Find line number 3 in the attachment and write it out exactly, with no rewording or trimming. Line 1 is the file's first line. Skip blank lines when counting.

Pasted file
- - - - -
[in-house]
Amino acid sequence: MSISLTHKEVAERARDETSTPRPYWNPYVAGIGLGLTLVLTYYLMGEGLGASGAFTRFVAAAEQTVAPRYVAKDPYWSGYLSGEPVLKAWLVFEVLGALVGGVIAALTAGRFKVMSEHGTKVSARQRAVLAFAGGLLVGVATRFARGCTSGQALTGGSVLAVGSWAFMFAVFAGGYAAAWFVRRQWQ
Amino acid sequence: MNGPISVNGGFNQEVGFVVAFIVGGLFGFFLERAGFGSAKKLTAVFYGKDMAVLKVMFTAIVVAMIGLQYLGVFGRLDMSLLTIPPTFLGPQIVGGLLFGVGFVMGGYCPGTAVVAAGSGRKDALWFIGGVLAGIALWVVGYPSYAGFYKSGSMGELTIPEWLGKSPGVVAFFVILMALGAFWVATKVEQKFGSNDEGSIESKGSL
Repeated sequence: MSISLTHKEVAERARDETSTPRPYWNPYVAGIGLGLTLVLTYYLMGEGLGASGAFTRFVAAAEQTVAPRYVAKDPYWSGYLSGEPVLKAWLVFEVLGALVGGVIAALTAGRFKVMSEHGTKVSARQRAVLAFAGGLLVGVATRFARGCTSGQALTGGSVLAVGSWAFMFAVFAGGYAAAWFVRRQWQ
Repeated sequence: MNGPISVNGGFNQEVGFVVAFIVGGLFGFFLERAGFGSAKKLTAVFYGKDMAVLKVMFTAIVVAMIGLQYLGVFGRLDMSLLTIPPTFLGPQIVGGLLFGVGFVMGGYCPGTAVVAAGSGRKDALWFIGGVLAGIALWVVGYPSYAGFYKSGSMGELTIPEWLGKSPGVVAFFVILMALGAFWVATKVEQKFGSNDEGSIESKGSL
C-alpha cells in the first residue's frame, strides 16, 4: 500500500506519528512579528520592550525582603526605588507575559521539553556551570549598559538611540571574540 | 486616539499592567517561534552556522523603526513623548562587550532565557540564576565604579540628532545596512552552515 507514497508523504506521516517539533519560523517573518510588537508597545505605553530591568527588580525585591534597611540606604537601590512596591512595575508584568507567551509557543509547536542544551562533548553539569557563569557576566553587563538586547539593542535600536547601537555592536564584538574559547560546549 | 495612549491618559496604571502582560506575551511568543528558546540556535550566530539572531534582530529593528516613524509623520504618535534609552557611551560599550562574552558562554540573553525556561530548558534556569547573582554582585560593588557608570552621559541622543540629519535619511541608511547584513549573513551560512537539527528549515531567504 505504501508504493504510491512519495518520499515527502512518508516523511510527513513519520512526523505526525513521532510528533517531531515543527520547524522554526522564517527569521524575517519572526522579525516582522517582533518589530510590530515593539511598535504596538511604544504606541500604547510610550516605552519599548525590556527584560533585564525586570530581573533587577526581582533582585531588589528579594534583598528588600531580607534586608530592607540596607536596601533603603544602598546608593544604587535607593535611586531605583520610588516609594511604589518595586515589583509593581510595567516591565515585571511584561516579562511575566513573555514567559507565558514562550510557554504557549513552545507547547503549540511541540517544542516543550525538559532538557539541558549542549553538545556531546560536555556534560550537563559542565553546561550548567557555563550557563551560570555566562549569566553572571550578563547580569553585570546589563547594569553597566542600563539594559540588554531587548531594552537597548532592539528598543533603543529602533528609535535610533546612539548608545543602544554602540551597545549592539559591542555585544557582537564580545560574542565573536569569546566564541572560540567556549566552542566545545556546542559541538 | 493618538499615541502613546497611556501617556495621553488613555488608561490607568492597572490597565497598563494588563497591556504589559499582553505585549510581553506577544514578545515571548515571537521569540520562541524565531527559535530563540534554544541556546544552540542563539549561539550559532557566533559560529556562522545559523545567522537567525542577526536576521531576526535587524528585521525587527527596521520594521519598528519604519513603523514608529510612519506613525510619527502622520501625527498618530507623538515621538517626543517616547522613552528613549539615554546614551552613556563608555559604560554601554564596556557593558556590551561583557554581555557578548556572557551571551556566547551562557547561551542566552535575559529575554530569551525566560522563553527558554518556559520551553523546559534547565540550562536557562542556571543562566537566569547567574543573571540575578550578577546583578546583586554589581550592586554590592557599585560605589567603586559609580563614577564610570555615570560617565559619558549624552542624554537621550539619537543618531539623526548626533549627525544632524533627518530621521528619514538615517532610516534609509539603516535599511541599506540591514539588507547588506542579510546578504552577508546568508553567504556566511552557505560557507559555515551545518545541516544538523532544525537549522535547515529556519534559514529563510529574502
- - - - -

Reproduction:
Amino acid sequence: MNGPISVNGGFNQEVGFVVAFIVGGLFGFFLERAGFGSAKKLTAVFYGKDMAVLKVMFTAIVVAMIGLQYLGVFGRLDMSLLTIPPTFLGPQIVGGLLFGVGFVMGGYCPGTAVVAAGSGRKDALWFIGGVLAGIALWVVGYPSYAGFYKSGSMGELTIPEWLGKSPGVVAFFVILMALGAFWVATKVEQKFGSNDEGSIESKGSL